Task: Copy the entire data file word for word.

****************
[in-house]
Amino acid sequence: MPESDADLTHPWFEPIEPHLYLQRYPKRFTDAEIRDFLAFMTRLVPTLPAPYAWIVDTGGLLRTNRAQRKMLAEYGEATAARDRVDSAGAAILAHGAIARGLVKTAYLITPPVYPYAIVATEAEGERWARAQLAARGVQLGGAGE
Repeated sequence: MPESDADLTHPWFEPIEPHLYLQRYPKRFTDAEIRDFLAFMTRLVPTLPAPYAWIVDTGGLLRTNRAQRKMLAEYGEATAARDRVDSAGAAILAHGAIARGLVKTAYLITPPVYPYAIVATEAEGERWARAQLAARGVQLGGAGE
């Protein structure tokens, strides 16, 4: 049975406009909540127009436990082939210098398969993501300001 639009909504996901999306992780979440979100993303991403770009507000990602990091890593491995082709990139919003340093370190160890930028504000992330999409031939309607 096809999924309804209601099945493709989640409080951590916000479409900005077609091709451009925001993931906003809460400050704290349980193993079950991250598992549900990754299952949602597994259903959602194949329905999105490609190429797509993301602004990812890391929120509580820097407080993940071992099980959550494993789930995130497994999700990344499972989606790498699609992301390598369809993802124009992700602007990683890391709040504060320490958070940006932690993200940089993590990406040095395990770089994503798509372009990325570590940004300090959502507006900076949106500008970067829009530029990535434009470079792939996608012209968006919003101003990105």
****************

[in-house]
Amino acid sequence: MPESDADLTHPWFEPIEPHLYLQRYPKRFTDAEIRDFLAFMTRLVPTLPAPYAWIVDTGGLLRTNRAQRKMLAEYGEATAARDRVDSAGAAILAHGAIARGLVKTAYLITPPVYPYAIVATEAEGERWARAQLAARGVQLGGAGE
Repeated sequence: MPESDADLTHPWFEPIEPHLYLQRYPKRFTDAEIRDFLAFMTRLVPTLPAPYAWIVDTGGLLRTNRAQRKMLAEYGEATAARDRVDSAGAAILAHGAIARGLVKTAYLITPPVYPYAIVATEAEGERWARAQLAARGVQLGGAGE
């Protein structure tokens, strides 16, 4: 049975406009909540127009436990082939210098398969993501300001 639009909504996901999306992780979440979100993303991403770009507000990602990091890593491995082709990139919003340093370190160890930028504000992330999409031939309607 096809999924309804209601099945493709989640409080951590916000479409900005077609091709451009925001993931906003809460400050704290349980193993079950991250598992549900990754299952949602597994259903959602194949329905999105490609190429797509993301602004990812890391929120509580820097407080993940071992099980959550494993789930995130497994999700990344499972989606790498699609992301390598369809993802124009992700602007990683890391709040504060320490958070940006932690993200940089993590990406040095395990770089994503798509372009990325570590940004300090959502507006900076949106500008970067829009530029990535434009470079792939996608012209968006919003101003990105």